Impressions and AVEs DO NOT equate to ROI. If anyone is out there selling ROI based on impressions they are doing a HUGE disservice to our industry. Impressions are the same as subscriber number (and sometimes plus one for pass along). There is absolutely no guarantee that any one person will read every single article in a magazine or newspaper.

Q5. To conclude, can you share any companies do you think are doing particularly well with true IMC?

By ‘true’ IMC, we are talking about a customer-centric business that relies on data-driven marketing and communications. There are only a handful of companies: Best Buy, Target, Starbucks, Jones Lang Lasalle, Lafarge, Southwest, Zappos, Cisco, FedEx.

A great book on understanding IMC is “” by Don & Heidi Schultz. Another great book on understanding the value of being customer-centric is “” by Ranjay Gulati. [And yes, even PR pros should read these books!]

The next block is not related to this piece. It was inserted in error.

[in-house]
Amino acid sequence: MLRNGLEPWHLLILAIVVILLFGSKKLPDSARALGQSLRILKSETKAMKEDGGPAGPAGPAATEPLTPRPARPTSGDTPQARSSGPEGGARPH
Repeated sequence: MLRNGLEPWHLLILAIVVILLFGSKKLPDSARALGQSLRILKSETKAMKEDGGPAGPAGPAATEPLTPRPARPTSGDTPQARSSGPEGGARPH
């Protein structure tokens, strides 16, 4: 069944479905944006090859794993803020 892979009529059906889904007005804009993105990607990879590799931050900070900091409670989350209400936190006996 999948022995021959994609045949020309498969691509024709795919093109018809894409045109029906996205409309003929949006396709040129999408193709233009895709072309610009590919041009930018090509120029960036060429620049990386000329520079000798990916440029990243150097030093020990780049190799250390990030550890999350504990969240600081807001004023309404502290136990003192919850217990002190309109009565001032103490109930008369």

Beth Harte is a marketer, blogger, speaker, communicator, thinker, connector (people & dots) and Client Services Director at Serengeti Communications, where she helps clients with their social media strategies and markets the digital brain trust that is Serengeti. She is also an adjunct professor at Immaculata University where she teaches multiple classes in the graduate level public relations program. She is co-founder of #IMCchat which takes placeTwitter on Wednesday evenings at 7 p.m. CST. Follow her on or read her insights on becoming more customer-centric on her blog, The Harte of Marketing.

Kary Delaria is a digital PR strategist and social media monitoring and measurement specialist for Kane Consulting, a Minneapolis-based social media marketing and PR firm. You can contact her via email, or on Twitter.